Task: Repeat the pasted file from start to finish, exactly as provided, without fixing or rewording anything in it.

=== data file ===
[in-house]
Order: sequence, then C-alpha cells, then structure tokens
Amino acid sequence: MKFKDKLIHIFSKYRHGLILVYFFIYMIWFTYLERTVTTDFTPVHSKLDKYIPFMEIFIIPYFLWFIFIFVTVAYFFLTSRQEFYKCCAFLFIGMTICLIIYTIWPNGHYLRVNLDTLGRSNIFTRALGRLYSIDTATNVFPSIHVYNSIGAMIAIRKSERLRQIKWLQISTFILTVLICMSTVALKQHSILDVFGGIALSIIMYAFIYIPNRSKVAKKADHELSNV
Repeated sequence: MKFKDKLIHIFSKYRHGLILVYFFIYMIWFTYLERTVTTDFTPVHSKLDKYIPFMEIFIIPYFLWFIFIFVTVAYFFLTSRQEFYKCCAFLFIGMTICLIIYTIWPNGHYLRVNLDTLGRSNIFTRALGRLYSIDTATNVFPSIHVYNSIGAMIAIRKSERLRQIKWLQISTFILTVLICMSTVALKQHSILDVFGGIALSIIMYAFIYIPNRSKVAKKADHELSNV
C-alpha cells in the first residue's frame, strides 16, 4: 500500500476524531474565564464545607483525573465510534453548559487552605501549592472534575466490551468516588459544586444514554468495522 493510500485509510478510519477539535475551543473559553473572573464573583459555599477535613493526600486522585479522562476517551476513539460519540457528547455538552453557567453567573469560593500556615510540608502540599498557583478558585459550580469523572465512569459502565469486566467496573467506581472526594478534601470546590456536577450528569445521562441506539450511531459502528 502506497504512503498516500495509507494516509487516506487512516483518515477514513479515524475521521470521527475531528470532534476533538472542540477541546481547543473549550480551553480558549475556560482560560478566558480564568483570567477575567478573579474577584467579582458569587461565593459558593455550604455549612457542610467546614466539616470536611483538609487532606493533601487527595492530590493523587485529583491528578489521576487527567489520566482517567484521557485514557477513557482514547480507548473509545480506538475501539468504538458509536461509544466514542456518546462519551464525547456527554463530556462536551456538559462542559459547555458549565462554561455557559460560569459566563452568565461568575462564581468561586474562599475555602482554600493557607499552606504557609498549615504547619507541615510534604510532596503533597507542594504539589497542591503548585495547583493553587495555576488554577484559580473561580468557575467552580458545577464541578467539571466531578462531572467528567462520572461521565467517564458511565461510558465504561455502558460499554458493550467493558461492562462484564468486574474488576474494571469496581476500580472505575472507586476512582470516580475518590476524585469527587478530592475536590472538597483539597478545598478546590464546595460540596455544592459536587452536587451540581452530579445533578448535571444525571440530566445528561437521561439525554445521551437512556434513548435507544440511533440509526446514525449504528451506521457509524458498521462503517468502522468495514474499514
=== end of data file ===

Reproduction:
[in-house]
Order: sequence, then C-alpha cells, then structure tokens
Amino acid sequence: MKFKDKLIHIFSKYRHGLILVYFFIYMIWFTYLERTVTTDFTPVHSKLDKYIPFMEIFIIPYFLWFIFIFVTVAYFFLTSRQEFYKCCAFLFIGMTICLIIYTIWPNGHYLRVNLDTLGRSNIFTRALGRLYSIDTATNVFPSIHVYNSIGAMIAIRKSERLRQIKWLQISTFILTVLICMSTVALKQHSILDVFGGIALSIIMYAFIYIPNRSKVAKKADHELSNV
Repeated sequence: MKFKDKLIHIFSKYRHGLILVYFFIYMIWFTYLERTVTTDFTPVHSKLDKYIPFMEIFIIPYFLWFIFIFVTVAYFFLTSRQEFYKCCAFLFIGMTICLIIYTIWPNGHYLRVNLDTLGRSNIFTRALGRLYSIDTATNVFPSIHVYNSIGAMIAIRKSERLRQIKWLQISTFILTVLICMSTVALKQHSILDVFGGIALSIIMYAFIYIPNRSKVAKKADHELSNV
C-alpha cells in the first residue's frame, strides 16, 4: 500500500476524531474565564464545607483525573465510534453548559487552605501549592472534575466490551468516588459544586444514554468495522 493510500485509510478510519477539535475551543473559553473572573464573583459555599477535613493526600486522585479522562476517551476513539460519540457528547455538552453557567453567573469560593500556615510540608502540599498557583478558585459550580469523572465512569459502565469486566467496573467506581472526594478534601470546590456536577450528569445521562441506539450511531459502528 502506497504512503498516500495509507494516509487516506487512516483518515477514513479515524475521521470521527475531528470532534476533538472542540477541546481547543473549550480551553480558549475556560482560560478566558480564568483570567477575567478573579474577584467579582458569587461565593459558593455550604455549612457542610467546614466539616470536611483538609487532606493533601487527595492530590493523587485529583491528578489521576487527567489520566482517567484521557485514557477513557482514547480507548473509545480506538475501539468504538458509536461509544466514542456518546462519551464525547456527554463530556462536551456538559462542559459547555458549565462554561455557559460560569459566563452568565461568575462564581468561586474562599475555602482554600493557607499552606504557609498549615504547619507541615510534604510532596503533597507542594504539589497542591503548585495547583493553587495555576488554577484559580473561580468557575467552580458545577464541578467539571466531578462531572467528567462520572461521565467517564458511565461510558465504561455502558460499554458493550467493558461492562462484564468486574474488576474494571469496581476500580472505575472507586476512582470516580475518590476524585469527587478530592475536590472538597483539597478545598478546590464546595460540596455544592459536587452536587451540581452530579445533578448535571444525571440530566445528561437521561439525554445521551437512556434513548435507544440511533440509526446514525449504528451506521457509524458498521462503517468502522468495514474499514